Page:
Sunday, September 4, 2016

Russian Classic Teacher Film

By Stephen Wilson

              WAIT UNTIL MONDAY

              I just caught the underground train on time before the doors loudly slammed shut. I found myself in unusual surroundings. The whole carriage, covered with posters, photos and art design, was devoted to the classic Soviet Film, 'Wait Until Monday'. I was surrounded by a surreal film review gliding along on rails where some passengers were gaping at the spectacle. It was clearly an attempt by the Moscow Metro to support the highest achievements of the Soviet Film industry. In recent days I have heard sarcastic comments that teachers should watch this film on September the first as it is a classic film depicting the hard  life of struggling Russian school teachers.

              The film, directed by Stranislav Rostotski, (1967),  is a classic melodrama depicting the dark night of the soul being experienced by a disillusioned Russian history teacher, Ilya Semenovich (played by Vyacheslav Tikhonov,) and his tense relations between two colleagues, Natalia Gorelva (Irina Pechenikova) and Svetlana Mikhailovich (Nina Menshkova). The history teacher, Ilya, is a strict, demanding and thoughtful teacher who starts to become sick and tired of his job. Not finding that his vision of teaching has come up to his high moral and spiritual demands, he decides to quit teaching.

              He believes this is most honorable thing to do. He thinks  continuing to teach will be to work in bad faith and hence hypocritical. So Ilya goes to his director who happens to be his old frontline comrade to hand in his notice.

              His old friend refuses, so Ilya asks for a vacation to recover from fatigue.

              When he asks for a holiday, his friend asks: "What is the matter? Is it the liver? Have you been taking the right vitamins?" He also asks: "You are not being crafty, are you? "In any case, the teacher has to work."

              Ilya comes to understand he is not always right in his relations with teachers and can be needlessly tactless. In one scene he enters the school staff  room and scolds a young Russian teacher for speaking bad Russian. The teacher storms out of the staff room and bursts into tears. Ilya makes amends by not only later apologising to the teacher but offering a bouquet of flowers to another  teacher on the anniversary of her teaching for twenty years.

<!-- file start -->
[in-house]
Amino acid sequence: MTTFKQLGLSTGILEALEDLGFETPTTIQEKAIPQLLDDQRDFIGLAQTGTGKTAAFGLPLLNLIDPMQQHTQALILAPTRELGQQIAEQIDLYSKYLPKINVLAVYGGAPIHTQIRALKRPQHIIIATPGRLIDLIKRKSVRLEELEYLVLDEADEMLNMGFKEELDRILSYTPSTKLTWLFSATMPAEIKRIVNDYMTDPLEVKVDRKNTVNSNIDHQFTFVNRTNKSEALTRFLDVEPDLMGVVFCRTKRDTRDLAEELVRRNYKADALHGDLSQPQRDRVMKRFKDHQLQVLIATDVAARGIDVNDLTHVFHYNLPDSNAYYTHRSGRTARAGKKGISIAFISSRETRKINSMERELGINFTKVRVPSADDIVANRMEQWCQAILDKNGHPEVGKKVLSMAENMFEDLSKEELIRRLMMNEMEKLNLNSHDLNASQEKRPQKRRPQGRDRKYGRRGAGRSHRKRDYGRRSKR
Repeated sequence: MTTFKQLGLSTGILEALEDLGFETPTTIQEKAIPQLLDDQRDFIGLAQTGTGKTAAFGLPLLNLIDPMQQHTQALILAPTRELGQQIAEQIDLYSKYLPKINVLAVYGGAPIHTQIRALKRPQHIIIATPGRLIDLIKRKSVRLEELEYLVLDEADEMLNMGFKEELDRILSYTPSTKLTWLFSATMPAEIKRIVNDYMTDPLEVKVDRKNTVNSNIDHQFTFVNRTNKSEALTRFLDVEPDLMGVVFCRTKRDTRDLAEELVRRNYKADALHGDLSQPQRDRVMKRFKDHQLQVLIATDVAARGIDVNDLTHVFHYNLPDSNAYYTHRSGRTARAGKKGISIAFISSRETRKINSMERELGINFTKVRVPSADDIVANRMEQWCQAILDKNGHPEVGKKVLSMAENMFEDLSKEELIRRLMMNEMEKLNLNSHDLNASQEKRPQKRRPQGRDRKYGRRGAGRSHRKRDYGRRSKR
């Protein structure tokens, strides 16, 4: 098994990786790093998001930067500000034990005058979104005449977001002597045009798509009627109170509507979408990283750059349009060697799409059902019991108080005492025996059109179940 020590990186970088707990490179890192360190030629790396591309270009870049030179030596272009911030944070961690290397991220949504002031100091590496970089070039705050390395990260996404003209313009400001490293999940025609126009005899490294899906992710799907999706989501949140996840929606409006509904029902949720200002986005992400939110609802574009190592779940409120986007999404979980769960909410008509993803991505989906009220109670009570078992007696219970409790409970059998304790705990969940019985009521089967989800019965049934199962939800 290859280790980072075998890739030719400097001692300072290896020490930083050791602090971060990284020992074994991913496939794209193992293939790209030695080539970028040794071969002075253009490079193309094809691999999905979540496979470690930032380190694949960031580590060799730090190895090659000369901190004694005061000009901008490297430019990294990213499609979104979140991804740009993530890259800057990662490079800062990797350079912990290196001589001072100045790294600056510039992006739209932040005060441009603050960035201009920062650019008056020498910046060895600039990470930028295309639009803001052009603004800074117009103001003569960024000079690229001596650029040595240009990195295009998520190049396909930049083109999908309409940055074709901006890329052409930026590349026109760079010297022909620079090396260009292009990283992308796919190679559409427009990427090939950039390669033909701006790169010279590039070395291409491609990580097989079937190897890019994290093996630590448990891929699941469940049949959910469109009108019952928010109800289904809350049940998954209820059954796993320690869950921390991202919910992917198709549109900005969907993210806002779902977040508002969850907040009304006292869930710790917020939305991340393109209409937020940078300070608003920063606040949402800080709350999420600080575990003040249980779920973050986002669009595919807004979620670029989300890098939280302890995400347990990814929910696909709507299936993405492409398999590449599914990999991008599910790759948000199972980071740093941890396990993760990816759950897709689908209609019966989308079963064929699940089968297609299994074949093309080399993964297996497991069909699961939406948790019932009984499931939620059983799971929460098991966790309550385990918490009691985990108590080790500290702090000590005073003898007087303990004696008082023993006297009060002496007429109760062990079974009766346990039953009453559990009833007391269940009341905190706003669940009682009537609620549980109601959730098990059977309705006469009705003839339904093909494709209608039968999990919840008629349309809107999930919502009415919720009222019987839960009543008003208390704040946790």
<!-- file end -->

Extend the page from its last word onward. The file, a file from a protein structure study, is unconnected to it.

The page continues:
There is also tension between himself and a young Russian teacher of English who he secretly loves, but can't openly admit this. The young teacher, Natalia, is a novice at teaching who urgently needs his help as a mentor. In the end
he helps her, but he is not always approachable. When the Natalia states:

             "I have a lesson," hinting that she needs his aid, he coldly answers, "and I'm free" and walks away.

              One of the best scenes of the film is when a student secretly brings a raven into the classroom which creates chaos in the classroom as all the children run after it. The teacher offends the students with her rude English by saying:

              "Shut up", and "Get out of here", in an aggressive and angry tone. She also grabs the raven with a cloth and throws it out". "My mother says it is a sin to hurt a raven," complains  one protesting school student.

               The teacher fails to respond to a reasonable  question:

              " What is English for Voron?"

               Perhaps the scene with the raven is no accident. According  to much folklore, the arrival of a raven is seen as a bad omen of either impending troubles, or death.  Although her classmates boycott  her class, her colleague, Ilya, steps in to smooth things over.

               Part of the drama of the film is wondering what Ilya will finally do: will he hand in his notice, or soldier on?

               The film is superb because it has witty and thoughtful dialogue, a great talented cast, is beautifully shot and is never dull. There exists a pure simplicity about the film where the speech of the teachers never becomes long-drawn or reduced to stale  propaganda. Teachers are shown for what they  actually are: vulnerable, prone to misjudgment, and can put their foot in it. The film is also philosophical. The students are often set classroom tasks such as to write a composition in Russian on questions such as, "What is Happiness?" Not all the answers are welcomed by teachers.

                When one students writes about what she wants in life : 'I want to meet a man who loves children because I want to have two boys and two girls for peace. Then nobody  will feel lonely. Old people won't feel lonely." And those sentiments point to a deep theme of the film which is that many of the characters feel unhappiness arising  from the loneliness of not being understood.

                 For some reason the Russian literature teacher inexplicably scorns this school pupil's views and an argument follows.

                 One school student defines happiness as - 'When someone understands you'.

                 In one scene the history teacher points to the impotence of doing much research as well as writing dissertations by declaring: "You can rewrite a dissertation, but a soul is not paper!"

                 'Wait until Monday'  can be a tremendously moving film . Anyone who seriously suggests we should begin a custom where teachers watch it on the 1st September is neither  a crank or fool. It is a pity they don't make films like this anymore !

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